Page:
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Robinson, Bruce (1946-)

Director, Writer, Actor

Main image of Robinson, Bruce (1946-)

Bruce Robinson was born on 2 May 1946 in Broadstairs, Kent. He acted while at school, and trained formally at the Central School of Speech and Drama in London. In his third year, he was cast as Benvolio in Franco Zeffirelli's Romeo and Juliet (UK/Italy, 1968). For the next few years he continued his acting career, appearing most notably in Barney Platts-Mills' Private Road (1971) and François Truffaut's L'Histoire d'Adèle H (France, 1975).

By this time, however, Robinson had developed stronger ambitions as a writer, and after appearing in Carlo Lizzani's The Kleinhoff Hotel (Italy/West Germany, 1977) largely abandoned acting. His debut as a screenwriter was for Roland Joffé's The Killing Fields (1985). This harrowing tale of life in Cambodia under the Khmer Rouge earned Robinson both the BAFTA for Best Adapted Screenplay and an Oscar nomination. He then wrote and directed Withnail and I (1986), a picaresque comedy set at the tail-end of the 60s, following the misadventures of two out-of-work actors (Richard E. Grant and Paul McGann), who forsake their squalid Camden Town flat for a weekend in the country at a farmhouse owned by Withnail's Uncle Monty (Richard Griffiths). Well received on its release, the film subsequently acquired a strong cult following, particularly among those who shared its irreverently un-nostalgic view of the 1960s.

Robinson's next venture was as writer-director of the vitriolic satirical comedy How to Get Ahead in Advertising (1989), again starring Richard E. Grant. Its wholesale attack on 1980s consumer culture frequently toppled over from satire into rant and the film did less well than the good-humoured Withnail and I. Robinson collaborated with Roland Joffé on the script for Fat Man and Little Boy (US, 1989), Joffé's film about the creation of the atom bomb, before writing and directing Jennifer 8 (US, 1992). With Lance Henriksen and Andy Garcia as cops on the trail of a serial killer, Uma Thurman as the blind woman they expect to be the next victim, and striking cinematography from veteran cameraman Conrad L. Hall, this might be seen as Robinson's most mainstream film. Nonetheless, it was considered a disappointment by its distributor, Paramount, and released straight-to-video in the UK. Robinson has subsequently written screenplays for Joseph Ruben's Return to Paradise (US, 1998) and Neil Jordan's In Dreams (US, 1999), but as a director he has yet to recapture the prestige of his debut film.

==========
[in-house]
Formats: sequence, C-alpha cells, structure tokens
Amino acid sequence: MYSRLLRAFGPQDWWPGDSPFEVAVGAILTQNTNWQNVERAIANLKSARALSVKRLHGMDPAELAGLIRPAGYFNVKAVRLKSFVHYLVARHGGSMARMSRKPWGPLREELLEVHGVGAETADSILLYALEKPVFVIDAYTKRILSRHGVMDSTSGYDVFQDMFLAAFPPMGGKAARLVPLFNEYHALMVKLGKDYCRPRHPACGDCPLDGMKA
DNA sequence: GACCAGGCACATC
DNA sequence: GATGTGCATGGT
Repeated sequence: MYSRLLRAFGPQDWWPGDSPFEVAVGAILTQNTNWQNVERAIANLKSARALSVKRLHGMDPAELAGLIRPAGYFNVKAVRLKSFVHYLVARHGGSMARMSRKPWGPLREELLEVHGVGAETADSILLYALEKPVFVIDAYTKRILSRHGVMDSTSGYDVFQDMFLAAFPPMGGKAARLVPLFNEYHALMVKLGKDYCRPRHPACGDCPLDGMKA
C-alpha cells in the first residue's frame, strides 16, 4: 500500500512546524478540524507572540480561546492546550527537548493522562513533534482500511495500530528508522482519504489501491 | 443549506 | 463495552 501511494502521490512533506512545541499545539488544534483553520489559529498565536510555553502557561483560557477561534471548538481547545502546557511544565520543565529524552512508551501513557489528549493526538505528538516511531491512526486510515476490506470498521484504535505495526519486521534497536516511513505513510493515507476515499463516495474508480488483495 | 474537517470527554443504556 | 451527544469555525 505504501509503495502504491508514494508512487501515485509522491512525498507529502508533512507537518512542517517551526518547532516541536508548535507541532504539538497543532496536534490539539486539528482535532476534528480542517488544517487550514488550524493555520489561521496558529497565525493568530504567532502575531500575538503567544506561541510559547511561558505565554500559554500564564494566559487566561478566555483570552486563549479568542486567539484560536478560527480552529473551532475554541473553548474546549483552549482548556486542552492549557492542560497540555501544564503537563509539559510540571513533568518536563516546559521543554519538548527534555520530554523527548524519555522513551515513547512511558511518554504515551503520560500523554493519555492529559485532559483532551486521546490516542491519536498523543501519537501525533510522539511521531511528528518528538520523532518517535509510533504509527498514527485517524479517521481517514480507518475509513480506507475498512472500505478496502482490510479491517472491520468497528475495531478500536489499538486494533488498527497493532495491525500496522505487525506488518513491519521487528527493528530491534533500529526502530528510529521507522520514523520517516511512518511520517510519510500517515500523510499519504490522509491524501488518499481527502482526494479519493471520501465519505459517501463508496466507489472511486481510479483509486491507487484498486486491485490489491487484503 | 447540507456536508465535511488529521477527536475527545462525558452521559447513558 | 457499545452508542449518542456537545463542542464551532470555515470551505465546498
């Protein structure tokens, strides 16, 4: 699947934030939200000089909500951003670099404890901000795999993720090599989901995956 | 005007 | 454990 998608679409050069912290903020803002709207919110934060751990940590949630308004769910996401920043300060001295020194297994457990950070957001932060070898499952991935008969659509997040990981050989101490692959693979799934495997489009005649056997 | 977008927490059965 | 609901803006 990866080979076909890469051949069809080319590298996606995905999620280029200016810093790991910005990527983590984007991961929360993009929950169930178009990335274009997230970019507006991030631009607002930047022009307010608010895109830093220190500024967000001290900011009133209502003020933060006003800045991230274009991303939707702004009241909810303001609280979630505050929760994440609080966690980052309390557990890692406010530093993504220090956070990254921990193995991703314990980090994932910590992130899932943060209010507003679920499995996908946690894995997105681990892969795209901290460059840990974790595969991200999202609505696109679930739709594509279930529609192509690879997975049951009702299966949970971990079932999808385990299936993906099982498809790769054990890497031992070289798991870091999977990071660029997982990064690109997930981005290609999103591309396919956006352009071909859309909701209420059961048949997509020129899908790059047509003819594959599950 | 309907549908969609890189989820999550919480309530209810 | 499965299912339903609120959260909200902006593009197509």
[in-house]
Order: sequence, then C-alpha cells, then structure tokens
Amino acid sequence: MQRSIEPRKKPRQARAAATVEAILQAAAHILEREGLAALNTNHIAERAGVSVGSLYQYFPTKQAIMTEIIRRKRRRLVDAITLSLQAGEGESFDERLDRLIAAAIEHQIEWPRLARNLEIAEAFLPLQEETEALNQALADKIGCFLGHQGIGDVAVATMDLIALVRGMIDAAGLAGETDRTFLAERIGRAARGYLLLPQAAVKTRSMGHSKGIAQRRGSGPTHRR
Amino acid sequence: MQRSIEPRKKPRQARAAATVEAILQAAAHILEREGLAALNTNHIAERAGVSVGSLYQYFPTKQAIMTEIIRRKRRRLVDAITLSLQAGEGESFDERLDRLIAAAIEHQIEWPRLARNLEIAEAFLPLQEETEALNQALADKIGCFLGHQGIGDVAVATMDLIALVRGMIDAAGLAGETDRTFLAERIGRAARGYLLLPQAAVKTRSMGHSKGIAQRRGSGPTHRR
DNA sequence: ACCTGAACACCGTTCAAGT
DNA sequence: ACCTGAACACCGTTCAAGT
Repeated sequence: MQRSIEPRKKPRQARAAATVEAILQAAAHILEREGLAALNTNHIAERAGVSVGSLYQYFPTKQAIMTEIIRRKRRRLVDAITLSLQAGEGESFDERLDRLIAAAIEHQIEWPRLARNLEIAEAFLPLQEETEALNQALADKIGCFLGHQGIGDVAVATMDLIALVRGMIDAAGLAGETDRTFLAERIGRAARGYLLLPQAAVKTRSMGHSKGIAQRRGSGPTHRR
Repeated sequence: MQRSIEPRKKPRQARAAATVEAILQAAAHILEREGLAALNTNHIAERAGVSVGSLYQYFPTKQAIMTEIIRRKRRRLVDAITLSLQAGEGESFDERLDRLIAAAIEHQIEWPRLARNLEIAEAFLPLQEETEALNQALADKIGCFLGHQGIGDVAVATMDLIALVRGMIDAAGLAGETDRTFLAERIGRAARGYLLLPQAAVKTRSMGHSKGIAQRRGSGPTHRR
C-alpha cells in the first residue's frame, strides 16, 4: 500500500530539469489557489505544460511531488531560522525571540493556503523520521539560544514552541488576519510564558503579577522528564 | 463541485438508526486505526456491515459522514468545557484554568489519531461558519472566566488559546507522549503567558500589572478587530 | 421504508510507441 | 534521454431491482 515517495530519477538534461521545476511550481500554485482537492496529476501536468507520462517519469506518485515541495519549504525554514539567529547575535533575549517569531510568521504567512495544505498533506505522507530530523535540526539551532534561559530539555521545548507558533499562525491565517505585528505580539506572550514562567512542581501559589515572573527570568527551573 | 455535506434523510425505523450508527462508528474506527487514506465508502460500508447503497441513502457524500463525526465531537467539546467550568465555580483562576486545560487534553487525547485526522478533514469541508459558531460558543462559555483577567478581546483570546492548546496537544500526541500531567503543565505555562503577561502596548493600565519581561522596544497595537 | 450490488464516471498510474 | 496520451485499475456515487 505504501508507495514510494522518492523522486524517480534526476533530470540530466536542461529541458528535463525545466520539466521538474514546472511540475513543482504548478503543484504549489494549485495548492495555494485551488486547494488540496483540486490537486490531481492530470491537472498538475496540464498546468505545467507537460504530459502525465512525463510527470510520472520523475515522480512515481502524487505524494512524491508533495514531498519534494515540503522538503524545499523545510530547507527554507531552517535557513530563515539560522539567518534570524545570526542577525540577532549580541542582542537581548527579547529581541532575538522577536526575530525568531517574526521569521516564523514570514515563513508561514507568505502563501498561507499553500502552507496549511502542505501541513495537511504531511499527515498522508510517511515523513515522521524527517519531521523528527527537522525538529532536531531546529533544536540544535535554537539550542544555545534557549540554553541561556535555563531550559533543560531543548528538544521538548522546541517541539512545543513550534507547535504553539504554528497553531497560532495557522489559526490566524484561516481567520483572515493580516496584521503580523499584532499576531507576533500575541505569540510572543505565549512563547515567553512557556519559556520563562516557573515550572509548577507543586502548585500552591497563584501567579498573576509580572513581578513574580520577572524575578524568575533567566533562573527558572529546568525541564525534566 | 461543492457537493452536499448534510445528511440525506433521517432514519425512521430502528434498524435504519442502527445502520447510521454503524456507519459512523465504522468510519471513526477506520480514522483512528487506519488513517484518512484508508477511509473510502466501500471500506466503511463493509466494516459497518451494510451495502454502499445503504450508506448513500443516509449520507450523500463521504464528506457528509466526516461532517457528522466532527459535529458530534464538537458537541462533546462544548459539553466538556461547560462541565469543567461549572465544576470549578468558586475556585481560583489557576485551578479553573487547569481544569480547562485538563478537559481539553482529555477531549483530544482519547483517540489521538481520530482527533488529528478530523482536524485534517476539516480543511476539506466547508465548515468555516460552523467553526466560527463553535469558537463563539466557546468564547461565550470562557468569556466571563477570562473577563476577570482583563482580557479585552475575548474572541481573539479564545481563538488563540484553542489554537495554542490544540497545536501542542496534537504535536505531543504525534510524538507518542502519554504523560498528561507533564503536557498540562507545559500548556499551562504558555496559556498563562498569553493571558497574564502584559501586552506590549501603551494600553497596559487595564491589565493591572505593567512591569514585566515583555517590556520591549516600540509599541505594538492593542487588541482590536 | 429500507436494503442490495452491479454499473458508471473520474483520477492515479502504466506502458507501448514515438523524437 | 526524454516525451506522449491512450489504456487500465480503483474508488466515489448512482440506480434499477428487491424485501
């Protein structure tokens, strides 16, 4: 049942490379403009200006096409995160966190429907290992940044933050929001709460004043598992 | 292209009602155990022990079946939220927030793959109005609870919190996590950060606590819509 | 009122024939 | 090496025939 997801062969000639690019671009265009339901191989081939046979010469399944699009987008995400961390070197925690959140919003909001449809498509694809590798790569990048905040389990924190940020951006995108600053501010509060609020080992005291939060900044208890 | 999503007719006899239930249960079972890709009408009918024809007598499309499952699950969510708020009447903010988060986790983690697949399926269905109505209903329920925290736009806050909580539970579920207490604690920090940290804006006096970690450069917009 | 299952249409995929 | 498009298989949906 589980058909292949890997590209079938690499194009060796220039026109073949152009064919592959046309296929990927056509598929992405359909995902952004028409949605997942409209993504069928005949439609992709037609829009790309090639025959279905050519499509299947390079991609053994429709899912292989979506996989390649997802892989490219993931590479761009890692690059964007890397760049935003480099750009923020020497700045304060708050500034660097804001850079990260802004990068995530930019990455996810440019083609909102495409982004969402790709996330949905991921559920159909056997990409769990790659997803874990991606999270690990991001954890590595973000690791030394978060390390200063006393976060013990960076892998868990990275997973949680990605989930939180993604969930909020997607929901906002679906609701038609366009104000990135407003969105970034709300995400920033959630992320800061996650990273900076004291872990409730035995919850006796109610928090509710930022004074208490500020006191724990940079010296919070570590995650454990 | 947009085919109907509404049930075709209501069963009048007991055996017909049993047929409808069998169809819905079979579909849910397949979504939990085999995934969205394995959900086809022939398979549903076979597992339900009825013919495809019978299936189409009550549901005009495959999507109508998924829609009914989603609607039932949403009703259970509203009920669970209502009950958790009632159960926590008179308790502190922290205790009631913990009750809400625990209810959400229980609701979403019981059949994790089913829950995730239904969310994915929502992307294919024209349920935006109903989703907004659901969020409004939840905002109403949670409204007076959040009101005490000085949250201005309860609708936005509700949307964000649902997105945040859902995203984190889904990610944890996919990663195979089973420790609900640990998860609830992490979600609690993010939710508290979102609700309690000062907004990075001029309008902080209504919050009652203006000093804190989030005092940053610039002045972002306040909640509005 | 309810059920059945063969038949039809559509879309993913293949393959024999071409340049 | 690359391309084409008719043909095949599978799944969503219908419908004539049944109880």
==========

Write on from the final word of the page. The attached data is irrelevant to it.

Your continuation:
'Bruce Robinson: Withnail director and dipso's delight', Empire, Sept. 1995, p. 48.

'Bruce Robinson: Writer/Director', Empire, Sept. 1993, pp. 57-58.

Martin Hunt, Reference Guide to British and Irish Film Directors

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Thumbnail image of Withnail and I (1986)Withnail and I (1986)

Low-rent but side-splittingly funny period comedy that grew its own cult

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